Bone Health insurance and Oestrogen

 

Hormones and Osteoporosis

Video taken from the channel: Teriblast English


 

Hormones and Healthy Bones

Video taken from the channel: Penn Medicine


 

Introduction to Bioidentical Hormones for Bone Health

Video taken from the channel: Margaret Martin, Physical Therapist


 

Treating Osteoporosis or Low Bone Density

Video taken from the channel: American College of Physicians


 

Estrogen | Reproductive system physiology | NCLEX-RN | Khan Academy

Video taken from the channel: khanacademymedicine


 

Osteoporosis in Postmenopausal Women Mode of Action Animation

Video taken from the channel: CAST PHARMA


 

Postmenopausal Osteoporosis

Video taken from the channel: Amgen


When you have sufficient levels of estrogen, that estrogen helps kill off the breakdown cells (the osteoclasts) so you have less cells breaking down bone in your body. That estrogen also helps protect the cells that build your bone (osteoblasts) so they don’t die off. The major physiological effect of estrogen is to inhibit bone resorption. Bone cells have two kinds of intracellular steroid receptors for estrogen.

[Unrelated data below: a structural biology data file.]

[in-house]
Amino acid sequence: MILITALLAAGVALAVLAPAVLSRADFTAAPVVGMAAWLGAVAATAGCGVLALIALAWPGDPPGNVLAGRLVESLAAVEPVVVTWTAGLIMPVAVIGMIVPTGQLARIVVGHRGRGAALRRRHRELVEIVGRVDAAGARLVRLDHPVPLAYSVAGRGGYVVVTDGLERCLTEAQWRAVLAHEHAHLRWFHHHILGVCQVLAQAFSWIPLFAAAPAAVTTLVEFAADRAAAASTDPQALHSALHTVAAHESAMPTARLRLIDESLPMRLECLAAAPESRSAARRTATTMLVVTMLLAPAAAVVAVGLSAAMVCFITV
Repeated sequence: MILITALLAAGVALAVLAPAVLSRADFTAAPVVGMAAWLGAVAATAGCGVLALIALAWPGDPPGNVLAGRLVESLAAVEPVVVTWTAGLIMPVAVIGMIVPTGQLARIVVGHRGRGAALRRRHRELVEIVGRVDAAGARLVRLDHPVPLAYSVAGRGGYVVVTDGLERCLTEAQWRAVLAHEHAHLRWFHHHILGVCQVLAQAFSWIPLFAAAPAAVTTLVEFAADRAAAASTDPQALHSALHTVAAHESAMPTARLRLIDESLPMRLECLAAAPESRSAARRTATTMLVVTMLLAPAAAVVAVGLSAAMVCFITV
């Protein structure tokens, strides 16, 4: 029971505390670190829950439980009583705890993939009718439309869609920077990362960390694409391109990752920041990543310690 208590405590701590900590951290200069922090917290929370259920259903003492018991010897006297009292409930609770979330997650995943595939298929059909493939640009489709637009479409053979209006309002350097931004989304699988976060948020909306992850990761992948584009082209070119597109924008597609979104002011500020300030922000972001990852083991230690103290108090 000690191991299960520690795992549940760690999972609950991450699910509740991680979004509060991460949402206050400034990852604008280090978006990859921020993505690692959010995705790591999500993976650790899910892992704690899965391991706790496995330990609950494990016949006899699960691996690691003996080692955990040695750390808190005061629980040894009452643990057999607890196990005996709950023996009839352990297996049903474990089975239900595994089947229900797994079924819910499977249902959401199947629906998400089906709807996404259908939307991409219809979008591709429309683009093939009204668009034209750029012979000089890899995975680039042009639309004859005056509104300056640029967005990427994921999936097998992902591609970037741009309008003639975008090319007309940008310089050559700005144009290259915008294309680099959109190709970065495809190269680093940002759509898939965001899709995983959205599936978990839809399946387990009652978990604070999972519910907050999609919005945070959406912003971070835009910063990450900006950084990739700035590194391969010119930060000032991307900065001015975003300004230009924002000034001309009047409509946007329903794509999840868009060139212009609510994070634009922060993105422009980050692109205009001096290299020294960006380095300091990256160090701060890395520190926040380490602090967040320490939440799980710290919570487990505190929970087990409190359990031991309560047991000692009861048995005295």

When estrogen binds to the receptors, various genes become active. Estrogen also has effects that do not depend on activating the DNA. Estrogen and bone health in men and women. Estrogen is the key regulator of bone metabolism in both men and women. Menopause and the accompanying loss of ovarian estrogens are associated with declines in bone mineral density (BMD): 10-year cumulative loss was 9.1% at the femoral neck and 10.6%, lumbar spine.

Estradiol concentrations also pre. Estrogen plays an important role in the growth and maturation of bone as well as in the regulation of bone turnover in adult bone. During bone growth estrogen is needed for proper closure of epiphyseal growth plates both in females and in males. Also in young skeleton estrogen deficiency leads to increased osteoclast formation and enhanced bone resorption. Estrogen is a sex hormone that is essential to female bone health because it promotes the activity of osteoblasts, which are cells that produce bone.